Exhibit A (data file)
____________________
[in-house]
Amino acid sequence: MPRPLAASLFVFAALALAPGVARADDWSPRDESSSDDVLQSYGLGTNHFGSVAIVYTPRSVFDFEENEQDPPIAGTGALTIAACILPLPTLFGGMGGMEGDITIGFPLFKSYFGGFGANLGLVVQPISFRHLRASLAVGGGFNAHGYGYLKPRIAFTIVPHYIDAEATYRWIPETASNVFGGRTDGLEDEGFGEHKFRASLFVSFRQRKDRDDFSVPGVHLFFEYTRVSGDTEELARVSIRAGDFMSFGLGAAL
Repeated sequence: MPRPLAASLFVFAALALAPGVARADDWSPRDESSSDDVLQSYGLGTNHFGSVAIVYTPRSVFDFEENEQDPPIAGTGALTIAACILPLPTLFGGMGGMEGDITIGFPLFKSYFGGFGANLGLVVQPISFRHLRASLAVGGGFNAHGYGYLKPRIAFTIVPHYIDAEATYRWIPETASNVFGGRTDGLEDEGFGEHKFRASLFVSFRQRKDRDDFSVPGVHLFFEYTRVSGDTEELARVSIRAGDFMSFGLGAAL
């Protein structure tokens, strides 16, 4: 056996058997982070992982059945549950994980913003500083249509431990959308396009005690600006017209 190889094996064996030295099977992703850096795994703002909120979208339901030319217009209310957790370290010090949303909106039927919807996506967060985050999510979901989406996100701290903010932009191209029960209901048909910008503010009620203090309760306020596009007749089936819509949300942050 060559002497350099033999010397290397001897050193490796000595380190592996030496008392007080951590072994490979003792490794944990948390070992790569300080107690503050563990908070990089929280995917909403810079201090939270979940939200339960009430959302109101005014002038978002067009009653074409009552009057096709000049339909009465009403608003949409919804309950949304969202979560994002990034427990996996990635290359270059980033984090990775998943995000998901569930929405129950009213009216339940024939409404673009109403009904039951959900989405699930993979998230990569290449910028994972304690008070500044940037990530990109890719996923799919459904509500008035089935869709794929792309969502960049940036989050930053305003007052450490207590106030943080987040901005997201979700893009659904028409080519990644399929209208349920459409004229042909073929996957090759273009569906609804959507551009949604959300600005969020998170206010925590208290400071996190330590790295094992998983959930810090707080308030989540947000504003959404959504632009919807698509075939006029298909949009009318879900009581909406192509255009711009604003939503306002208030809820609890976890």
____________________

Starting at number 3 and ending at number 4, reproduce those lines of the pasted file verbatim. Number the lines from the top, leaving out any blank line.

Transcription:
Repeated sequence: MPRPLAASLFVFAALALAPGVARADDWSPRDESSSDDVLQSYGLGTNHFGSVAIVYTPRSVFDFEENEQDPPIAGTGALTIAACILPLPTLFGGMGGMEGDITIGFPLFKSYFGGFGANLGLVVQPISFRHLRASLAVGGGFNAHGYGYLKPRIAFTIVPHYIDAEATYRWIPETASNVFGGRTDGLEDEGFGEHKFRASLFVSFRQRKDRDDFSVPGVHLFFEYTRVSGDTEELARVSIRAGDFMSFGLGAAL
């Protein structure tokens, strides 16, 4: 056996058997982070992982059945549950994980913003500083249509431990959308396009005690600006017209 190889094996064996030295099977992703850096795994703002909120979208339901030319217009209310957790370290010090949303909106039927919807996506967060985050999510979901989406996100701290903010932009191209029960209901048909910008503010009620203090309760306020596009007749089936819509949300942050 060559002497350099033999010397290397001897050193490796000595380190592996030496008392007080951590072994490979003792490794944990948390070992790569300080107690503050563990908070990089929280995917909403810079201090939270979940939200339960009430959302109101005014002038978002067009009653074409009552009057096709000049339909009465009403608003949409919804309950949304969202979560994002990034427990996996990635290359270059980033984090990775998943995000998901569930929405129950009213009216339940024939409404673009109403009904039951959900989405699930993979998230990569290449910028994972304690008070500044940037990530990109890719996923799919459904509500008035089935869709794929792309969502960049940036989050930053305003007052450490207590106030943080987040901005997201979700893009659904028409080519990644399929209208349920459409004229042909073929996957090759273009569906609804959507551009949604959300600005969020998170206010925590208290400071996190330590790295094992998983959930810090707080308030989540947000504003959404959504632009919807698509075939006029298909949009009318879900009581909406192509255009711009604003939503306002208030809820609890976890």